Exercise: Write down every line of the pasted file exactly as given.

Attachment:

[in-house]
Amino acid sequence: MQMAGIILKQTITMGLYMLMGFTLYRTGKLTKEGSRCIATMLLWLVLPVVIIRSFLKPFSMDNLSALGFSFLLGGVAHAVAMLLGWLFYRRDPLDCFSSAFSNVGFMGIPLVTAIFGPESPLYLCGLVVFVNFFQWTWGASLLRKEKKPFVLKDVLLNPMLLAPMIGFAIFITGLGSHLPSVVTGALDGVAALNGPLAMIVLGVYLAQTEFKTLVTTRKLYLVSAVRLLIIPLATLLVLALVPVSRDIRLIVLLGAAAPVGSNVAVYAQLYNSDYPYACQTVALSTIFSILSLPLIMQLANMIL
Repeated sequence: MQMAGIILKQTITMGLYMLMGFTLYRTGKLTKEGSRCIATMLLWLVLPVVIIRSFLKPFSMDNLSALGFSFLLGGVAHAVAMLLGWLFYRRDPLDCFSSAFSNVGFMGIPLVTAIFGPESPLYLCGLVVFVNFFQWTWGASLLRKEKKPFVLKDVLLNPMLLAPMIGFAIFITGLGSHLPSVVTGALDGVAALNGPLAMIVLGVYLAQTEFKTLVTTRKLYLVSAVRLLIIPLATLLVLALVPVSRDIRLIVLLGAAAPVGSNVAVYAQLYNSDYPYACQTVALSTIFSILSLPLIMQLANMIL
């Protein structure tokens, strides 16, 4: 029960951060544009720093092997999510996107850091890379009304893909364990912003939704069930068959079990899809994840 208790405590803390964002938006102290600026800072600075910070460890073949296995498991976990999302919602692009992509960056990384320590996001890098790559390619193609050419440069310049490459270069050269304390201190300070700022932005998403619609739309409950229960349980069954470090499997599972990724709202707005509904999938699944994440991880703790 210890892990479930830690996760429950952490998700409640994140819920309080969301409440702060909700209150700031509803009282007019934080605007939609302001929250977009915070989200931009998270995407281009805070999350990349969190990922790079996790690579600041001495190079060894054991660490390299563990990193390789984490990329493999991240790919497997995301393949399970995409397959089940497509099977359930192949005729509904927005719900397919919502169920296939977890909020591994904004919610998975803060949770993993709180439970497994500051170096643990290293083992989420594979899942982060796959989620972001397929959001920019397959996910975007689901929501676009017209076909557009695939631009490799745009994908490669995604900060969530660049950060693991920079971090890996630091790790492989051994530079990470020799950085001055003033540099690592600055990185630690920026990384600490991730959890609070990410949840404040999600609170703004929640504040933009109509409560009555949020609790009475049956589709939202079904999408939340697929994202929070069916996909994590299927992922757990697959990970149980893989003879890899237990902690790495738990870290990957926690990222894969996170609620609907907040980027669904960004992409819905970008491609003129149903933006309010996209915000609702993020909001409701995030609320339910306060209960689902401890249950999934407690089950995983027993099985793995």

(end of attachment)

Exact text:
[in-house]
Amino acid sequence: MQMAGIILKQTITMGLYMLMGFTLYRTGKLTKEGSRCIATMLLWLVLPVVIIRSFLKPFSMDNLSALGFSFLLGGVAHAVAMLLGWLFYRRDPLDCFSSAFSNVGFMGIPLVTAIFGPESPLYLCGLVVFVNFFQWTWGASLLRKEKKPFVLKDVLLNPMLLAPMIGFAIFITGLGSHLPSVVTGALDGVAALNGPLAMIVLGVYLAQTEFKTLVTTRKLYLVSAVRLLIIPLATLLVLALVPVSRDIRLIVLLGAAAPVGSNVAVYAQLYNSDYPYACQTVALSTIFSILSLPLIMQLANMIL
Repeated sequence: MQMAGIILKQTITMGLYMLMGFTLYRTGKLTKEGSRCIATMLLWLVLPVVIIRSFLKPFSMDNLSALGFSFLLGGVAHAVAMLLGWLFYRRDPLDCFSSAFSNVGFMGIPLVTAIFGPESPLYLCGLVVFVNFFQWTWGASLLRKEKKPFVLKDVLLNPMLLAPMIGFAIFITGLGSHLPSVVTGALDGVAALNGPLAMIVLGVYLAQTEFKTLVTTRKLYLVSAVRLLIIPLATLLVLALVPVSRDIRLIVLLGAAAPVGSNVAVYAQLYNSDYPYACQTVALSTIFSILSLPLIMQLANMIL
């Protein structure tokens, strides 16, 4: 029960951060544009720093092997999510996107850091890379009304893909364990912003939704069930068959079990899809994840 208790405590803390964002938006102290600026800072600075910070460890073949296995498991976990999302919602692009992509960056990384320590996001890098790559390619193609050419440069310049490459270069050269304390201190300070700022932005998403619609739309409950229960349980069954470090499997599972990724709202707005509904999938699944994440991880703790 210890892990479930830690996760429950952490998700409640994140819920309080969301409440702060909700209150700031509803009282007019934080605007939609302001929250977009915070989200931009998270995407281009805070999350990349969190990922790079996790690579600041001495190079060894054991660490390299563990990193390789984490990329493999991240790919497997995301393949399970995409397959089940497509099977359930192949005729509904927005719900397919919502169920296939977890909020591994904004919610998975803060949770993993709180439970497994500051170096643990290293083992989420594979899942982060796959989620972001397929959001920019397959996910975007689901929501676009017209076909557009695939631009490799745009994908490669995604900060969530660049950060693991920079971090890996630091790790492989051994530079990470020799950085001055003033540099690592600055990185630690920026990384600490991730959890609070990410949840404040999600609170703004929640504040933009109509409560009555949020609790009475049956589709939202079904999408939340697929994202929070069916996909994590299927992922757990697959990970149980893989003879890899237990902690790495738990870290990957926690990222894969996170609620609907907040980027669904960004992409819905970008491609003129149903933006309010996209915000609702993020909001409701995030609320339910306060209960689902401890249950999934407690089950995983027993099985793995």